Tororo Cement and the Communities: You call it development, I call it “thuggery”


For many years, complaints from the communities are that Tororo cement has destroyed the environment, trees cut and affected without being replaced, people being displaced without resettlement and compensation. This arises from the notion that prior to operation in the region, the communities were not consulted and consent was agreed upon.

In July of last year for example, the community blocked Tororo Cement from accessing the site in Kosiroi village over low prices, land compensation and surface rights. The stormy event compelled the state minister for minerals, Peter Lokeris, to hold a crisis meeting with the parties involved including officials for the Ministry of Energy and Mineral Development.

They said for a long time, Tororo Cement has been extracting marble stones in the area but refused to sign a Memorandum of Understanding (MoU) with the community or the district leaders. Mr David Omido, the logistics and utility manager at Tororo Cement, admitted they did not have any MoU with either the district administration or the local community.

However, former Moroto LC5 chairperson Mark Musoka said his office had drafted an MoU and asked Tororo Cement to facilitate the process. Several months later, however, there is still no formal agreement in sight, with individual interests taking centre stage. David acknowledged receipt the draft MoU but notes that his team is yet to peruse it and respond accordingly.

The political interference has clouded concerns of land acquisition by Tororo Cement. Information obtained on the ground indicates that Tororo Cement did not pay for the land surface rights as required in the Mining Act, 2003.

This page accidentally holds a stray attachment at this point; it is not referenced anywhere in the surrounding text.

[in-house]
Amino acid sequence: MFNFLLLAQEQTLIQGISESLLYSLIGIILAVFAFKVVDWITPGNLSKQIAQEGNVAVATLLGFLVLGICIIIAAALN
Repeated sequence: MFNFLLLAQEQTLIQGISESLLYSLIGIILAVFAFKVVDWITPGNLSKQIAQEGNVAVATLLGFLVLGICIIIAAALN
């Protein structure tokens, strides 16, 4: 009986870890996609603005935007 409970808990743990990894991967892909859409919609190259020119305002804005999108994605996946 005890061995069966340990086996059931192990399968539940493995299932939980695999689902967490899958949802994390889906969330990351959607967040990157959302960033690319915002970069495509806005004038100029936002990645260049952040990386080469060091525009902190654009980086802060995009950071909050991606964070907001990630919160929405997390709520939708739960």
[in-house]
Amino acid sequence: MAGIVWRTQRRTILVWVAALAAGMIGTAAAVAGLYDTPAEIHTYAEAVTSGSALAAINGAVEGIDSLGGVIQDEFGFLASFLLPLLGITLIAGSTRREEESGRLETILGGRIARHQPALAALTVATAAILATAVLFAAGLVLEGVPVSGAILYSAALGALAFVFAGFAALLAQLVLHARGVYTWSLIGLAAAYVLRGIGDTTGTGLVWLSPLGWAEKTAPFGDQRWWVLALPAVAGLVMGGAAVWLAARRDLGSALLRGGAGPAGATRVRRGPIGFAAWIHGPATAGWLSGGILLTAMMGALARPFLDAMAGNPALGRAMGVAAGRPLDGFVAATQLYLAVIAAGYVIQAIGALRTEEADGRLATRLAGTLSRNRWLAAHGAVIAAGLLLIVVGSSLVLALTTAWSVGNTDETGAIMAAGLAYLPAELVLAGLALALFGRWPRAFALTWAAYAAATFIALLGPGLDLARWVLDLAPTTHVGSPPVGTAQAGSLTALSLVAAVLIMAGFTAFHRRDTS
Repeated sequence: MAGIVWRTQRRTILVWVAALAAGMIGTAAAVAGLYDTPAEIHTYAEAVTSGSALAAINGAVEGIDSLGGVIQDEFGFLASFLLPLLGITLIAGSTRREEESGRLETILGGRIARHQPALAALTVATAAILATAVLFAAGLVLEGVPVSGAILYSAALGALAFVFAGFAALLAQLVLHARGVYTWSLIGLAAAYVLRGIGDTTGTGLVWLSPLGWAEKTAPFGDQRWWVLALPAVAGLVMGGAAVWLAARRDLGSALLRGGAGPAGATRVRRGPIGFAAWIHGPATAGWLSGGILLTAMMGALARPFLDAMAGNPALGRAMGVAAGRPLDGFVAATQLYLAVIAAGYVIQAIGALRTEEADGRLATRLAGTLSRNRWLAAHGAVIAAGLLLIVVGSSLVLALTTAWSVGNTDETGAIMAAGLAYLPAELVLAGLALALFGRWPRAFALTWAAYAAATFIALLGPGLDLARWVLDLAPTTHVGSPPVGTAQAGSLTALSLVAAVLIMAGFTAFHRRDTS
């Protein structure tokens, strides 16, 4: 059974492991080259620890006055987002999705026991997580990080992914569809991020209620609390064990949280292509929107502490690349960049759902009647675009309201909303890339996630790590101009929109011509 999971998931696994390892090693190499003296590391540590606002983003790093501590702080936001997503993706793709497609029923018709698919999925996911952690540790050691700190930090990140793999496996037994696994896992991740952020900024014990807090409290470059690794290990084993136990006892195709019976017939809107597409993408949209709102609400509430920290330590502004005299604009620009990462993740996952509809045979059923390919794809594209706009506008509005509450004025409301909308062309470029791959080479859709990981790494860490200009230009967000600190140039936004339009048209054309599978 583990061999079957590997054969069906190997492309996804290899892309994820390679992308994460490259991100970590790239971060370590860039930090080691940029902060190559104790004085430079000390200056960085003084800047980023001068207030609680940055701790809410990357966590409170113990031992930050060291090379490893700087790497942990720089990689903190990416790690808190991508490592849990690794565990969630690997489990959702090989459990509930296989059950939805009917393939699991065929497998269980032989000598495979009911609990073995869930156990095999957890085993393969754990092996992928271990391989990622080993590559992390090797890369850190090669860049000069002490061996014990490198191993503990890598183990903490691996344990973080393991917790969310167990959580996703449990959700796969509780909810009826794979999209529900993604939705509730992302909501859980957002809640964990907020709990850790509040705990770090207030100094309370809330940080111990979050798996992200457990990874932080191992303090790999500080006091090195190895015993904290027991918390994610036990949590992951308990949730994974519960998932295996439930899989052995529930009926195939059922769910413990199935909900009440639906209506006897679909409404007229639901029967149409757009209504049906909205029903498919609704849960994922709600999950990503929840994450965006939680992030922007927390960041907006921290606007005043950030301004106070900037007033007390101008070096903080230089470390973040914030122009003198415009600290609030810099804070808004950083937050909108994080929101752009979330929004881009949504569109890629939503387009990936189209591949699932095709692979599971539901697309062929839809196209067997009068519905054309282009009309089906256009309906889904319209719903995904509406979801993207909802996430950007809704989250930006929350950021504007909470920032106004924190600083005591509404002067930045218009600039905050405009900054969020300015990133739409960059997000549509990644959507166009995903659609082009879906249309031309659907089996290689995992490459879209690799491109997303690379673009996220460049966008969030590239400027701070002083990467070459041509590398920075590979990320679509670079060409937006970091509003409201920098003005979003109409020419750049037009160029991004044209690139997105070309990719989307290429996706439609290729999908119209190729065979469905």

Community members demand that TCL should first clears the surface rights issues before any agreement is signed with the community. They acknowledge that whereas Tororo Cement tried to consult the community at first on the 12-square-kilometre piece of land, no money was paid and yet the company has kept on extending its activities to occupy more land.

Within Tapac Sub County, Tororo Cement now claims ownership of close to 50 square kilometres without any knowledge of the land owners. This is arising questions how they acquired the land, their compensation strategies, land owner displacement without consideration of their livelihoods.

On the question of acquiring a mining lease, Edwards Katto Kagimba, the head of Geological Survey and Mines in the Ministry of Energy and Mineral Development, agreed that there were some errors at the time when Tororo Cement got a mining lease from the Ministry of Energy and Mineral Development.

On record, Tororo Cement has two mining leases in Tapac but no surface rights have been paid for any. The Mining Act, 2003 indicates that the company applying for the mining lease should have Secured surface rights of the land that is the subject of the application. This still raises compelling questions on how their operations run, environmental mitigation measures occupational health and safety standards and of course royalty collection to the government.